Gloriously Good Grounding Potatoes
Potatoes represent the epitome of a grounding vegetable; often purchased in shops with the remainders of the course earthly goodness on their outer skin. Some like then sweet, some like them red and some like them white - what's certain is there a variety for every mood, every occasion and every person. Whats wonderful is that they offer many great benefits for your microbiome!
There is a whole lot more that you can do with a potato beyond it being made into fries and I appreciate it is traditionally thought of as a winter vegetable but there are so many ways to enjoy them in the summer. Baked in tin foil on a barbecue and boiled and tossed into a summer salad and given their nutritional content, it would be crazy to miss out on this healthy carbohydrate source. Don't allow carbohydrate shunning to prevent you from missing out on this wonderful macronutrient - they have their place in your diet for both your gut health and as a source of energy for your brain. Just make sure it is a healthy choices, is a suitable portion size and consumed at the correct time.
Research into potatoes and their impact on gut health
Potatoes are a wholesome and unprocessed carbohydrate source and they have been researched to have a specific impact on your microbiome. They are a resistant starch which means that they cannot be digested by amylase, which is used to break down carbohydrates. Therefore they are not fully broken down in your stomach and small intestine and they pass onto the large intestine where they are able to be fermented.
They are a source of fibre, which is very important for your gut health, feeding the mucus layer in your large intestine, adding hydration to your gut (all fruits and vegetables have different varieties of naturally occurring water) and they help to move food along your gut, aiding peristalsis. Fibre also helps to bulk out your meals, keeping you fuller for longer and they generally add great flavour, a little crunch, some welcomed colour to your plate and variety to your palate.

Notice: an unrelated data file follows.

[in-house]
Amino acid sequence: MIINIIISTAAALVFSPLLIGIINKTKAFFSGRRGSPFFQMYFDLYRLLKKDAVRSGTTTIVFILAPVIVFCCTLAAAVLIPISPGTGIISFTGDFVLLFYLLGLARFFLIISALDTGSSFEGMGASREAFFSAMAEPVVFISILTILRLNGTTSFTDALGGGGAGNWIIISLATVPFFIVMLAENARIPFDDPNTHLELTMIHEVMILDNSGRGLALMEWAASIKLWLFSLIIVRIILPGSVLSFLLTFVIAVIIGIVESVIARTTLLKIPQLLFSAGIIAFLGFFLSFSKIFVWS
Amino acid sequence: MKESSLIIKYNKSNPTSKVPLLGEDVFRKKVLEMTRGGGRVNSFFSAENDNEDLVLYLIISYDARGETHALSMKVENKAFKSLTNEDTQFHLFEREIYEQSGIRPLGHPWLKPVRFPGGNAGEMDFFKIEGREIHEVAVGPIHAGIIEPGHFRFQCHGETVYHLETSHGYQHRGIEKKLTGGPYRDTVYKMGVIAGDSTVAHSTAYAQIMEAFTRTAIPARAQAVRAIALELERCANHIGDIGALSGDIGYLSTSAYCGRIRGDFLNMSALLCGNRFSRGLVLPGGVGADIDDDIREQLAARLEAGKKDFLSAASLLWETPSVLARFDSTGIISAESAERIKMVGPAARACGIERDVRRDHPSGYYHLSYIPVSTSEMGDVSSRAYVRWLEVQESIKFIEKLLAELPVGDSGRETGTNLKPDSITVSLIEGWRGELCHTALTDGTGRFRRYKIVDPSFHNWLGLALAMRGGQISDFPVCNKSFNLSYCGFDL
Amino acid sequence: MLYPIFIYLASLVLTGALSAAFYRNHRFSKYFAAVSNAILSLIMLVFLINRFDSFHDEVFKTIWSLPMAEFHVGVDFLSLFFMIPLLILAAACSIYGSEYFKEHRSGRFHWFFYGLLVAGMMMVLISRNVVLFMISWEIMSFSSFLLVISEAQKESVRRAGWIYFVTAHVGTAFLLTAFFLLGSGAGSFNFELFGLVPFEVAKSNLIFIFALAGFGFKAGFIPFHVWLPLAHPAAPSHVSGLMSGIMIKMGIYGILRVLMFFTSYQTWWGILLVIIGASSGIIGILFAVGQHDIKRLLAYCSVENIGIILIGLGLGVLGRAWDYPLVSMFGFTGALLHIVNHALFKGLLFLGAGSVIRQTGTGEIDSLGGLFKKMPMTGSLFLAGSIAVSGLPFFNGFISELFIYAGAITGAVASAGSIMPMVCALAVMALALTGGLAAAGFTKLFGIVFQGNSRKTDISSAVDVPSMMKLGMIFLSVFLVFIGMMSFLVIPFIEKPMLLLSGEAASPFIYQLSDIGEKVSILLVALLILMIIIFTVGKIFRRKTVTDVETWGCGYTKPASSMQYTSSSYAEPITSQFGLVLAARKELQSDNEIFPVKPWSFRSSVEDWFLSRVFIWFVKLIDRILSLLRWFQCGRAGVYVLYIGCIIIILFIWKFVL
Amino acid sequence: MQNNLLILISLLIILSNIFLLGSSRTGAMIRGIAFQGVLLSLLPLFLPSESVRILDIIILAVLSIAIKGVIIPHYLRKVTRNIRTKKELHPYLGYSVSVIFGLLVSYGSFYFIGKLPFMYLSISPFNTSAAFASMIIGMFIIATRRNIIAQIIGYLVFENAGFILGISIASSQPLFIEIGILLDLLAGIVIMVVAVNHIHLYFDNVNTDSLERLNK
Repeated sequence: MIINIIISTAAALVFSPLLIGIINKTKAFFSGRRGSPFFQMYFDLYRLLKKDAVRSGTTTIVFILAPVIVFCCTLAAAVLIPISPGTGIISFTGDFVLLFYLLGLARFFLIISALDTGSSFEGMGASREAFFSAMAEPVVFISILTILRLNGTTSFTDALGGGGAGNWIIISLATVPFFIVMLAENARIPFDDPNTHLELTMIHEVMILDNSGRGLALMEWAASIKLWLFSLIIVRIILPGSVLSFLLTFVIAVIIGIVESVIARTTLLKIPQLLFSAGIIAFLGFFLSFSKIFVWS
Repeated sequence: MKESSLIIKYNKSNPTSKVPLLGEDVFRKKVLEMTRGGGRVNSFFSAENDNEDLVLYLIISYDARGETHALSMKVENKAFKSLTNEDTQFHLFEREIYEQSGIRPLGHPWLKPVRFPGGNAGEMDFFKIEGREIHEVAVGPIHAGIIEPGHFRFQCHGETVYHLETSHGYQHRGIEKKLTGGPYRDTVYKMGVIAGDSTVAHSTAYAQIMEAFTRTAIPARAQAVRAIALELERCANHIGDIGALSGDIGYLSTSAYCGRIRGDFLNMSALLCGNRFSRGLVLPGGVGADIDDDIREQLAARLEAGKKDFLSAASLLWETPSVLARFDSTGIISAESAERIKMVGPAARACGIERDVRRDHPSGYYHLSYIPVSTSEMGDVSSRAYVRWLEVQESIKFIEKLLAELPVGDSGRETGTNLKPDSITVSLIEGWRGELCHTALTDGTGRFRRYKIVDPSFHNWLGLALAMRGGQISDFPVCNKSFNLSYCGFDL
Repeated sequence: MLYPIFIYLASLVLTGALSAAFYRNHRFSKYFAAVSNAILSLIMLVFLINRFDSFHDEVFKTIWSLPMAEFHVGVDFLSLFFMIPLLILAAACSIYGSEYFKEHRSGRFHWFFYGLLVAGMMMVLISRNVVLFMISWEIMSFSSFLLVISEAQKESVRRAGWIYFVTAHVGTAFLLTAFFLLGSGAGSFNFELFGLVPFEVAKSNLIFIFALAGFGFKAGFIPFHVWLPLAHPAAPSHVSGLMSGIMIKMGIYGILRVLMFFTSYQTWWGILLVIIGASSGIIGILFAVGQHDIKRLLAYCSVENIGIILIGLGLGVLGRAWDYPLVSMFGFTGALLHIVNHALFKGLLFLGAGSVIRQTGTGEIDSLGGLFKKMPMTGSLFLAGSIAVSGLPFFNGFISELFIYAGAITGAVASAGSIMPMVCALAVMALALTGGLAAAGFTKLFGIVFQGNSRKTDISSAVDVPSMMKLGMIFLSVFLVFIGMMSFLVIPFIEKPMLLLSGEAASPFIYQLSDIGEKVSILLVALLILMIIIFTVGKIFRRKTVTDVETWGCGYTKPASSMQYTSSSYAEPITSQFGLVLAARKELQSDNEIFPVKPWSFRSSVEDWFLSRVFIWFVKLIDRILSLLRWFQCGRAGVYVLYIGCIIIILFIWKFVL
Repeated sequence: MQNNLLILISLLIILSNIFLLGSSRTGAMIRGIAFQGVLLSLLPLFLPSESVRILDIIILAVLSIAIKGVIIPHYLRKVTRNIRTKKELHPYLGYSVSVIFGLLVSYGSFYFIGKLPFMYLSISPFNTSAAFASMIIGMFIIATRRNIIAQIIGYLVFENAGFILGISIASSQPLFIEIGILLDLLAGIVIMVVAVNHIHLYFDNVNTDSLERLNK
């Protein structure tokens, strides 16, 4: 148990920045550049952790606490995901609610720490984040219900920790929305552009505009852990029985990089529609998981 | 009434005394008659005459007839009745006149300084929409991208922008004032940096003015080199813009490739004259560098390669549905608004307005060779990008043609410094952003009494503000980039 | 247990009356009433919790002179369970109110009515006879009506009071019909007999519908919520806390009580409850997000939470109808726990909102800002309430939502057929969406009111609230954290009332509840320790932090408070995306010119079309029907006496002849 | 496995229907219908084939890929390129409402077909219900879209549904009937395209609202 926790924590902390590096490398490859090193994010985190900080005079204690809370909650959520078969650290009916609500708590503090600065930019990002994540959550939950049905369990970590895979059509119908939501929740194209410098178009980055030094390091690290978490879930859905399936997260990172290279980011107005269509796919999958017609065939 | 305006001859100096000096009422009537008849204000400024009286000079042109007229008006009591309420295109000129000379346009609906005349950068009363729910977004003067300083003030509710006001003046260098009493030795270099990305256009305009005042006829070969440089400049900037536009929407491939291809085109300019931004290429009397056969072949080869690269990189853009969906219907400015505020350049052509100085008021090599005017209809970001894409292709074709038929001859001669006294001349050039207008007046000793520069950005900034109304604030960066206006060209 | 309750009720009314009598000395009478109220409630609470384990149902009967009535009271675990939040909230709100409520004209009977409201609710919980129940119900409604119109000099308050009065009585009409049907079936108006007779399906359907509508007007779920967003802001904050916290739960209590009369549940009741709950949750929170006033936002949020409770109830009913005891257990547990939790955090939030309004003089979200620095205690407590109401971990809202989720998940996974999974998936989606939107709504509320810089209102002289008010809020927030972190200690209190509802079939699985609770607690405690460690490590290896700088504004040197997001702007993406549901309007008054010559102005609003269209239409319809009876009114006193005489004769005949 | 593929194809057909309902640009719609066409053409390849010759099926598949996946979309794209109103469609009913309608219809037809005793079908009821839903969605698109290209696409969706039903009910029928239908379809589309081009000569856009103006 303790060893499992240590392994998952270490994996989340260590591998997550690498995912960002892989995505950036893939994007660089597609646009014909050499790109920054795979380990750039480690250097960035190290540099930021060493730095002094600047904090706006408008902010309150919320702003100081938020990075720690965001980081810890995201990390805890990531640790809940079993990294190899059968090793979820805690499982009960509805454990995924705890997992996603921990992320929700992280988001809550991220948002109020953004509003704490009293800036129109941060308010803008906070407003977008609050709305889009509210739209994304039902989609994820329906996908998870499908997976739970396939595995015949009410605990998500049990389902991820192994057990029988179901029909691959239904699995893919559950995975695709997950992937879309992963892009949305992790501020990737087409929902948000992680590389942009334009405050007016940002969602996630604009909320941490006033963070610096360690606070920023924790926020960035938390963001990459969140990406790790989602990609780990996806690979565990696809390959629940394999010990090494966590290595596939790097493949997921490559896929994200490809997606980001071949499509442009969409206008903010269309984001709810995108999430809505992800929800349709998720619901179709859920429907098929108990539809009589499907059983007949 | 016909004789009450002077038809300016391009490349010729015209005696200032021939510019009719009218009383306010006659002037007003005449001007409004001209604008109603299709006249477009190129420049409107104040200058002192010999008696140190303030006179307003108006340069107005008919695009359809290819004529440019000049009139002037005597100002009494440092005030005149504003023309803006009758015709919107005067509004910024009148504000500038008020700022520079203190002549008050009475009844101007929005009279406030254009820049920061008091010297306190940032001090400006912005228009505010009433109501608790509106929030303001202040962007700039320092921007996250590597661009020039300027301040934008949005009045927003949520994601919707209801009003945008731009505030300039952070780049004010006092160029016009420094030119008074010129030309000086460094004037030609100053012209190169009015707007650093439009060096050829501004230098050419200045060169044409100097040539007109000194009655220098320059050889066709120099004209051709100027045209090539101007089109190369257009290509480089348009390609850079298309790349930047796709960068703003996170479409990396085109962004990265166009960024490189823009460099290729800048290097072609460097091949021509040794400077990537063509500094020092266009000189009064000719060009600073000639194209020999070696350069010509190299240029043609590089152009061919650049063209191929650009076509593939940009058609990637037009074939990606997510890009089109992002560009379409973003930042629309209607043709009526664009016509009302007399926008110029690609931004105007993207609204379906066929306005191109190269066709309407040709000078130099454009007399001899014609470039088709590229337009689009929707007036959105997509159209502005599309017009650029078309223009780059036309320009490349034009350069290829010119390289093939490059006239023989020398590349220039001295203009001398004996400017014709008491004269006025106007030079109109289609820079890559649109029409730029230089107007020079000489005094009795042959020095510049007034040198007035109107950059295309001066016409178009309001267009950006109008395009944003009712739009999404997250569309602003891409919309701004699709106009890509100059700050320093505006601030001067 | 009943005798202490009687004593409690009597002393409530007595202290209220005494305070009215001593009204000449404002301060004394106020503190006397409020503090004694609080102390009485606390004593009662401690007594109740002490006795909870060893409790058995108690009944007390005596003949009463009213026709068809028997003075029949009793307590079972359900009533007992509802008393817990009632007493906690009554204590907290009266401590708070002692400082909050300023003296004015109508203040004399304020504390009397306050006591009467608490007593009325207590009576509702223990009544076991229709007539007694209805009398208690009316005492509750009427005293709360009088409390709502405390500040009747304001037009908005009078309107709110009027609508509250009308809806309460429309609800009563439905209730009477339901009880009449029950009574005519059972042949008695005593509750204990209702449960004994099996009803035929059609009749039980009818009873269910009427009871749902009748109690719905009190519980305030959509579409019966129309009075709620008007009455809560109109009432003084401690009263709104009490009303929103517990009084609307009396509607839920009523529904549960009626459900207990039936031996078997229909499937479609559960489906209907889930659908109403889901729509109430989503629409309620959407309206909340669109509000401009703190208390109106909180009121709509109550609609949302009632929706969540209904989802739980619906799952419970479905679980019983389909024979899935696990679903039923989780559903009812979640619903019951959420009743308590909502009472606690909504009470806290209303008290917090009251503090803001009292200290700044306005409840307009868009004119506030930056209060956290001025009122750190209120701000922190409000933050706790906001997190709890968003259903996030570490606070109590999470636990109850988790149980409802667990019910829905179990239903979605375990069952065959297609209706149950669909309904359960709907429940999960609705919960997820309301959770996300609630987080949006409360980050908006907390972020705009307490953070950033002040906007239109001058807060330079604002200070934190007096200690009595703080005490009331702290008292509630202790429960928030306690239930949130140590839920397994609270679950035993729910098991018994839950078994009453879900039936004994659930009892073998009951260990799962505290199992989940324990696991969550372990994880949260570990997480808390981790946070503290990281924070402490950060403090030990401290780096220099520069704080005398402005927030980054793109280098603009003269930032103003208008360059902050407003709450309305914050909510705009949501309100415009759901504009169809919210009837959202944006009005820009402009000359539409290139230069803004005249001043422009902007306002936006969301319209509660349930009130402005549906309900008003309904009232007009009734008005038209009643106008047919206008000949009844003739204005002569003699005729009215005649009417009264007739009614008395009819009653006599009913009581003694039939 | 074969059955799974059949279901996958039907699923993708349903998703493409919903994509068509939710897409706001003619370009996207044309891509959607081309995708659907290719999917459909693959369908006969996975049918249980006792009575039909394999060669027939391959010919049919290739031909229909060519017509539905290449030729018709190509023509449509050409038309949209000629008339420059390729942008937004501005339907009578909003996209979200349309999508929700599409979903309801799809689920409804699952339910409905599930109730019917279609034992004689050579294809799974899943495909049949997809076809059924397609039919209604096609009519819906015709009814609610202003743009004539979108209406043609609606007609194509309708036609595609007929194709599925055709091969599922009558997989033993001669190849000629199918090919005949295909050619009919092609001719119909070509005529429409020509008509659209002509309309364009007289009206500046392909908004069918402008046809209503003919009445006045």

Resistant starches are a good source of pre-biotic foods, which feed the good bacteria in your gut. They increase the growth of short chain fatty acids, which helps you to feel more satisfied. Remembering that the more good bacteria you have in your gut the more these will flourish, grow and multiply, there is a symbiotic teamwork which occurs between the bacteria in the gut and the more good bacteria you have the better.
For those who eat red meat - resistant starch counterbalances the impact of red meat on your gut health by reducing the pro-mutagenic products caused by red meat fermentation in the bowel.
Some other sources of resistant starches include: green bananas, peas, cooked legumes & cooked and cooled rice and potatoes.
Baxter NT, Schmidt AW, Venkataraman A, et al. Dynamics of human gut microbiota and short-chain fatty acids in response to dietary interventions with three fermentable fibers. mBio. 2019; 10(1):e02566-18. doi: 10.1128/mBio.02566-18.
Green with envy potato salad recipe
Think soft melt in the mouth white potato and crunchy leafy greens with zucchini.
Ingredients: white potato, red onion, zucchini, avocado, pumpkin seeds, lettuce, freshly chopped dill, olive oil and nutritional yeast.